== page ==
Alex Goldmark is a senior producer in the newsroom for New Tech City and Transportation Nation.
The cost of commuting by transit is set to rise in 2012 for 2.7 million Americans. The Commuter Tax Benefit program that allows workers to use up to $230 in pre-tax dollars each month for mass transit costs will expire if Congress doesn't renew it by the end of the year. The parallel benefit for car commuters will stay in place.
N.Y. Senator Chuck Schumer says that's wrong. "We need to be encouraging people to take mass transit. That's what this benefit does. If we let it expire, we're sending out a message: better for you to drive than take the train," he told reporters and curious commuters a press conference this morning staged in front of the iconic Grand Central Terminal information booth.
While the transit tax benefit has been set to expire before, stand-offs in Congress over deficit reduction and other major pieces of legislation may make coming to an accord on the transit tax benefit that much more difficult.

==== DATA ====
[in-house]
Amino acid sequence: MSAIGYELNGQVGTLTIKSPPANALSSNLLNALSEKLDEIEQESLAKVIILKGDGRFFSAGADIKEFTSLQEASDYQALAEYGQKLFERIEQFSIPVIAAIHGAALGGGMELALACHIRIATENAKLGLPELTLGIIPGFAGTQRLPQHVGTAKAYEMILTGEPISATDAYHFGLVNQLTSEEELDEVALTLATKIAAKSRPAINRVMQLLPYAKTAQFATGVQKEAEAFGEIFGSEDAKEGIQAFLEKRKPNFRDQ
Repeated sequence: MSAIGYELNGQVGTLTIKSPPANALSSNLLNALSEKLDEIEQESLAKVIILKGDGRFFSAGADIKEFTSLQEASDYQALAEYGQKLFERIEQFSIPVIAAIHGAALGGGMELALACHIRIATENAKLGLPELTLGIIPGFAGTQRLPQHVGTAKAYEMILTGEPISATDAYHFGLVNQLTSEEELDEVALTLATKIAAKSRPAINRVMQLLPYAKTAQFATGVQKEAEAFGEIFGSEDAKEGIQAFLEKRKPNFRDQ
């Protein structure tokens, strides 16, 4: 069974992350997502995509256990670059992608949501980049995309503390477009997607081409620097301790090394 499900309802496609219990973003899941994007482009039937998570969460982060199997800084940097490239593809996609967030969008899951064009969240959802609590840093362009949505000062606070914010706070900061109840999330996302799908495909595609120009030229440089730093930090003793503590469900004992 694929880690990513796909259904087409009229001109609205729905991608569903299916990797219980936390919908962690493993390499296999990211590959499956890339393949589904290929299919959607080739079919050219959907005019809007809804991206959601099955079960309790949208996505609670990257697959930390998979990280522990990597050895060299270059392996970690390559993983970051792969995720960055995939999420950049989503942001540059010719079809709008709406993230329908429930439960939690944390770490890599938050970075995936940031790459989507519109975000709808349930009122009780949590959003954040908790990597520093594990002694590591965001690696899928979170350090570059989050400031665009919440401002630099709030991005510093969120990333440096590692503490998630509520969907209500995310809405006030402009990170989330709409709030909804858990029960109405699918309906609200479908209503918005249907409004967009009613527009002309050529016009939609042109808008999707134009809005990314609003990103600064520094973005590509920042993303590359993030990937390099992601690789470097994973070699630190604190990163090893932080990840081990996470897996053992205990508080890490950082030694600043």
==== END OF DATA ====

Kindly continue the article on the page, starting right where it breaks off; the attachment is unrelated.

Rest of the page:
Using fighting language, Schumer announced he is launching a campaign to preserve the transit benefit saying, "I will do everything in my power to get this benefit renewed." He promoted the advocacy efforts of TransitCenter, a company that administers transit benefits like TransitChek, including a new website defending the tax benefit.
Commuters who use the program's full benefits save over $1,000 a year in taxes. Until 2009, the benefit offered for car commuting costs was almost double what was available for rail and bus commuting costs. A one-year bill passed in 2009 bringing benefit parity and was extended at the 11th hour last year. Schumer plans to introduce an extender for the transit tax benefit and vowed to push for it to be made permanent.